An ancient evil arises in the land and the only person with information needed to stop the creature is the man who was around the last time he was here but he may be just as evil as it. The MC must deal with a lich to find out how to defeat the ancient evil.

  • Wights- or revenant. Or a host of other creatures. From the draugir of Norse mythology to the barrow wights of the English myths, these are creatures of fascinating legends and dark curses. A wight is a creature brought back from death to fulfill some action. Be that to guard a barrow or tomb, to hunt down a murderer, etc... These creatures are undead killing machines. Don't get these confused with ghouls or other undead, that hunt humans for sustenance. Wights don't require sustenance. They are driven by an unholy need to fulfill their goal. They have wide and varied looks, but most are the desiccated corpse of once living, reanimated flesh. Barrow-wights might come with old armor and weapons. Here are some story ideas:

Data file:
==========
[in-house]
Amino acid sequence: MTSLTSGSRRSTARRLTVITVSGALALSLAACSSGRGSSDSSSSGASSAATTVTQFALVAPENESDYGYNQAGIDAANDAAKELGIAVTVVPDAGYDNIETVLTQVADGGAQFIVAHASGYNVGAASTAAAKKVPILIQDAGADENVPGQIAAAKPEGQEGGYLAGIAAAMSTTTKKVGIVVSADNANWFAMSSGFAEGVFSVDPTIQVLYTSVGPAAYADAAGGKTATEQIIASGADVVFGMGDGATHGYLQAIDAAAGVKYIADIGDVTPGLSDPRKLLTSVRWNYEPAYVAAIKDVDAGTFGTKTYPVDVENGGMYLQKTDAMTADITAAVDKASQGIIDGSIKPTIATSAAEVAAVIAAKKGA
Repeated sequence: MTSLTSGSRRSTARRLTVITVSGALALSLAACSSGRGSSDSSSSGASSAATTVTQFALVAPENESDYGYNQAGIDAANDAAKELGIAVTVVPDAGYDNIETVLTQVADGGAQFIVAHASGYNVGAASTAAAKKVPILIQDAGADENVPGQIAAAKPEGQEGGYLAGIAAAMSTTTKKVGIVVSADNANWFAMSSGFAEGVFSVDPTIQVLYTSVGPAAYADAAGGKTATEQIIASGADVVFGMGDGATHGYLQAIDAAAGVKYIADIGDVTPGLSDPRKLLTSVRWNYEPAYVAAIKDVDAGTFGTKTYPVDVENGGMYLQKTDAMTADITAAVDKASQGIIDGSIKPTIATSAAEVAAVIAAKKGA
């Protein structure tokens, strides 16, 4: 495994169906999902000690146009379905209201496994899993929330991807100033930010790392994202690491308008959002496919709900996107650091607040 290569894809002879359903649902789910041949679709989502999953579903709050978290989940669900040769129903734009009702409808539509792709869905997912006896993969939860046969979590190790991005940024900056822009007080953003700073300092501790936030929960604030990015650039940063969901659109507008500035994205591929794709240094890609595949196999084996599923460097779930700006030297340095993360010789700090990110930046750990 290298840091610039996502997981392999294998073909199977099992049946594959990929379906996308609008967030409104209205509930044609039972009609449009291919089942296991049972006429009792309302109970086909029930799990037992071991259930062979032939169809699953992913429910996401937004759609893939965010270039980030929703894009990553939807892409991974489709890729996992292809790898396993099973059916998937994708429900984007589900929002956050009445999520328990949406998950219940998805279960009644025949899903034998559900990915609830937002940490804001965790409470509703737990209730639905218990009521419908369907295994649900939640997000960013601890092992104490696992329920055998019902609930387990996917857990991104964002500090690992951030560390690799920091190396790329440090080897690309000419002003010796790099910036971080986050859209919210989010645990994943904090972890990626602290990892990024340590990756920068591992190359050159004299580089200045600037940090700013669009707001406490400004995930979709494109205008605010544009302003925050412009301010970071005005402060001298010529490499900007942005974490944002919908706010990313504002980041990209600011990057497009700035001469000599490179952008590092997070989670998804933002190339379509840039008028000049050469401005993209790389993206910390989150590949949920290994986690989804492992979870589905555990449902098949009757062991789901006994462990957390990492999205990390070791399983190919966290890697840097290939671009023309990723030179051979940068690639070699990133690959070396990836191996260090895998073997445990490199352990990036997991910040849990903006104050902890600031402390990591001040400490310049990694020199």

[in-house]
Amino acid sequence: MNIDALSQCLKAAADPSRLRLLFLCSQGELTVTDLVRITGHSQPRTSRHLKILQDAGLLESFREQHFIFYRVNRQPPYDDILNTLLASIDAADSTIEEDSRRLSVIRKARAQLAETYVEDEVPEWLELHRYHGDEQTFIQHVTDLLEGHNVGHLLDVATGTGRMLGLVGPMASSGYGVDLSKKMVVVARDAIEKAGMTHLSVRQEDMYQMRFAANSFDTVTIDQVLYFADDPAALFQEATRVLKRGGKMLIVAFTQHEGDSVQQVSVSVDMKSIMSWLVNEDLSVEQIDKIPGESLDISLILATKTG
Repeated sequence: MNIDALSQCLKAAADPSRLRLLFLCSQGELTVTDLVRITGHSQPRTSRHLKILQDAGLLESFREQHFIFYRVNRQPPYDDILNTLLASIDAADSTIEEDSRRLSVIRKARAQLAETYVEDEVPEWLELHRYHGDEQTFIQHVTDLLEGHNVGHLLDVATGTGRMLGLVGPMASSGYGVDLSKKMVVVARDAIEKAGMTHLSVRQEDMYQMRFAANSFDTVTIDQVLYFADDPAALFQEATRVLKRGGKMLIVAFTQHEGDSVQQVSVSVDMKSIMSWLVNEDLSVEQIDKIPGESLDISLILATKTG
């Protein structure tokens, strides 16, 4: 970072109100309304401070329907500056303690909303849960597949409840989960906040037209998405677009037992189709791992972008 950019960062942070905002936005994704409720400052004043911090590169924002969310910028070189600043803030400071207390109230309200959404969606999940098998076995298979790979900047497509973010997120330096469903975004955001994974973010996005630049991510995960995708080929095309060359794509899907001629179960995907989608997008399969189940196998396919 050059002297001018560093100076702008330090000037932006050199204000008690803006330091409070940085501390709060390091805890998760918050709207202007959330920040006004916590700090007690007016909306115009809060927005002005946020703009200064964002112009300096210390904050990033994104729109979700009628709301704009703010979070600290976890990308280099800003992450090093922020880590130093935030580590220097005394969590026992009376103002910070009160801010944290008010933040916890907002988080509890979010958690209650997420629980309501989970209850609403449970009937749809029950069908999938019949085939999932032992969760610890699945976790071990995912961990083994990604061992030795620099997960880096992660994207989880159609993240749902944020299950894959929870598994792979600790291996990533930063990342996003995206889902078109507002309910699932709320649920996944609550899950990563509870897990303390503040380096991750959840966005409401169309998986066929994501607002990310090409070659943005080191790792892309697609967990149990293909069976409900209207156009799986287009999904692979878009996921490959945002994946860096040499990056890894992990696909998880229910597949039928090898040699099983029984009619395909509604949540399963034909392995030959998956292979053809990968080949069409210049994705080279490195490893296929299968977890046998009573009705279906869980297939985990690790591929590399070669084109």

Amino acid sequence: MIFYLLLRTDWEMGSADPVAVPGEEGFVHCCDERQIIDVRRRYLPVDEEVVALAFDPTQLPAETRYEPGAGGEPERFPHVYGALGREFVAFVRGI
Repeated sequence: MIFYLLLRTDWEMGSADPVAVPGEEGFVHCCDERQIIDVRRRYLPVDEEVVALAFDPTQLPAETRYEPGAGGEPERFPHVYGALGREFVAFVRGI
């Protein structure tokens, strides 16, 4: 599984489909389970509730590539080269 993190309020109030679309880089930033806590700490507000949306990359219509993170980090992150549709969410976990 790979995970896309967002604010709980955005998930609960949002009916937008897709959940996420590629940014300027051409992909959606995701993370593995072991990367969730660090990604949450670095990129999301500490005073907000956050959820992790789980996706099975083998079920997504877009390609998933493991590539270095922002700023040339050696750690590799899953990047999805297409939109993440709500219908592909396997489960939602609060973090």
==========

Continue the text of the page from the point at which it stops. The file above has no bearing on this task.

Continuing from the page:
Using the revenant aspect, the returned, the undead returns to seek vengeance upon those who killed it and its son.

    A barrow wight guards the tomb of its once-beloved lord through eternity. Can bonds of duty and love hold against the inexorable trudge of time?

  • Black Dog- Legends of black dogs originated in the British Isles. These dogs are described as spectral or demonic, larger than a normal dog, and having glowing eyes. They are almost always thought of as harbingers of death, even when they are thought of benevolently. This could be due to the fact that dogs have been seen as guardians of the Underworld for some time. Look at the different depictions of dog-like beings in such a position: Anubis(Egyptian), Gramr(Norse), and Cerberus(Greek. Sometimes they are associated with the Devil.